Jam band Widespread Panic back on road after break

Jimmy Herring looks forward to taking out the trash.

Sort of.

After touring for weeks, and sometimes months, at a time as lead guitarist in free-range jam band Widespread Panic, Herring longs to get home and do all the things that most of us avoid.

“It’s really great to just do some of the things that a husband and father is supposed to do, cut the grass or help your wife in the garden,” Herring says from a tour stop in Colorado. “Just the normal things that seem mundane if you have to do it all the time. But for us, it’s like, ‘Wow, that’s great, man,’ to go out in the garden. It’s therapeutic, you know?”

Therapy through chores?

Works for Herring, who must have a particularly clear mind these days, as Widespread Panic is coming off the longest break of their 27-year career.

The band took all of 2012 off, indulging in some rare downtime for a group that once played upward of 300 gigs a year back in the day.

“I think it just gave some sanity to people who were doing important things like seeing family members or moving or getting their lives together in whatever way it might be,” Herring says. “It’s healthy. It gives you a chance to reflect on something else. You have to have experiences to channel your music through. The fewer experiences you have, the shallower your music will be, probably.”

Still, getting used to sleeping in the same bed every night was an adjustment for Herring.

“It takes some acclimating time to get used to being home,” he says. “I could be home for two weeks and not unpack my suitcase, just live out of my suitcase the same way that I would when I’m on the road.

“Of course, my wife will give me a bunch of crap about it until I do it,” he chuckles. “It’s all in good fun, but you do get used to a certain way of life. Sometimes you forget that you’re not in a hotel. It’s like, ‘You’ve got to clean that up. You don’t have housekeeping coming.’ ”

Herring didn’t take a complete break from touring in 2012, as he did make the rounds with his own band.

But now he’s back on the road with what has become the jam band community’s most stalwart act.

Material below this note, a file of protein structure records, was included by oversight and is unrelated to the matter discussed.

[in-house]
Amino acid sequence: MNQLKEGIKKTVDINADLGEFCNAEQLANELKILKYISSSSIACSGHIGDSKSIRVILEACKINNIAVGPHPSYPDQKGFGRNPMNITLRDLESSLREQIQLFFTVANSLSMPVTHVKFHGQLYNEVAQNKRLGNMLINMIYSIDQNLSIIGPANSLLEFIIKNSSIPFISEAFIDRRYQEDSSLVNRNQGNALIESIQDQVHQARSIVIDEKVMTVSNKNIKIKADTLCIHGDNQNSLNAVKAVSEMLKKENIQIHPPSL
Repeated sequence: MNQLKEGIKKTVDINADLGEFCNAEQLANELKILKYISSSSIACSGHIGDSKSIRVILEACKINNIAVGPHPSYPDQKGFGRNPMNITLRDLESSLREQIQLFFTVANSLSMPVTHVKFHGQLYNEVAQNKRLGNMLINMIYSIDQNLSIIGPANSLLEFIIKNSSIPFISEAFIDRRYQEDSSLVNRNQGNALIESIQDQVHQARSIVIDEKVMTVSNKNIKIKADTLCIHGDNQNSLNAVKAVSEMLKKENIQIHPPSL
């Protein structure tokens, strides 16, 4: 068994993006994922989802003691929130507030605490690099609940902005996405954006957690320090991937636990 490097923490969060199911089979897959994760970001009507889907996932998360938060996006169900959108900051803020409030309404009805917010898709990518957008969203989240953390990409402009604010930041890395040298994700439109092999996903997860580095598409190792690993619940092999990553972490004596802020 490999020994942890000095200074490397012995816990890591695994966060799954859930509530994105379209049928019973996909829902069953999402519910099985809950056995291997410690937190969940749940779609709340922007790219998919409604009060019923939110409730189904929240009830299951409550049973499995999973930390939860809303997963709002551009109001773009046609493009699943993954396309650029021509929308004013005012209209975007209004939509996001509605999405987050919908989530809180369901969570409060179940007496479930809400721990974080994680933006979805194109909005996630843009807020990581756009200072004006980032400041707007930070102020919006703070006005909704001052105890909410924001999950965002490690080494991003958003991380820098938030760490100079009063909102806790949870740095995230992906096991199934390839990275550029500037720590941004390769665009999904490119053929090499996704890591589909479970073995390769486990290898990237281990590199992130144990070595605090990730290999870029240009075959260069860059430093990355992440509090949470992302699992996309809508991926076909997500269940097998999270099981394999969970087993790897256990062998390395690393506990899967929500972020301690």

Herring joined Widespread Panic in 2006 after distinguishing himself with his playing in groups such as The Allman Brothers Band, The Dead, Phil Lesh and Friends, Aquarium Rescue Unit and others.

He’d known the band since the late ’80s, was friends with them, and so it was a comfortable transition becoming a part of the group.

He was just jamming with his buddies.

“With Panic, I could be myself more,” Herring says, “but I still had to listen to the music and try and get in there and find where it was they were coming from. With some bands, you’ve just got to learn their stuff and go right to it, play it that way every night. But this band is very flexible. It doesn’t have to be the same thing all the time. You’ve got a very big playground to try things in. Nobody’s ever saying, ‘Oh, no, no, do it this way.’ ”

Widespread Panic’s broad musical palette, which ranges from folk to blues to hard rock to funk, has resulted in an equally broad fan base.

They’ve become elder statesmen of the jam band scene.

Yeah, times have changed.

But these dudes?

Not so much.

“I remember meeting a guy, he was as young as my son, he might have been 19 years old,” Herring recalls. “I was like, ‘Man, we’re old enough to be your dad, what keeps you coming back?’ He said, ‘Well, you guys play your own instruments.’

“I said, ‘What do you mean? You mean other people don’t play their own instruments,’ ” he adds with a laugh. “He said, ‘No, man.’ A lot of the music that people his age are listening to are playing with backing tracks, there’s machines that are playing the music that are programmed. I’m old, but I swear, there’s something to be said for actually playing your instruments.”

Contact reporter Jason Bracelin at jbracelin@ reviewjournal.com or 702-383-0476.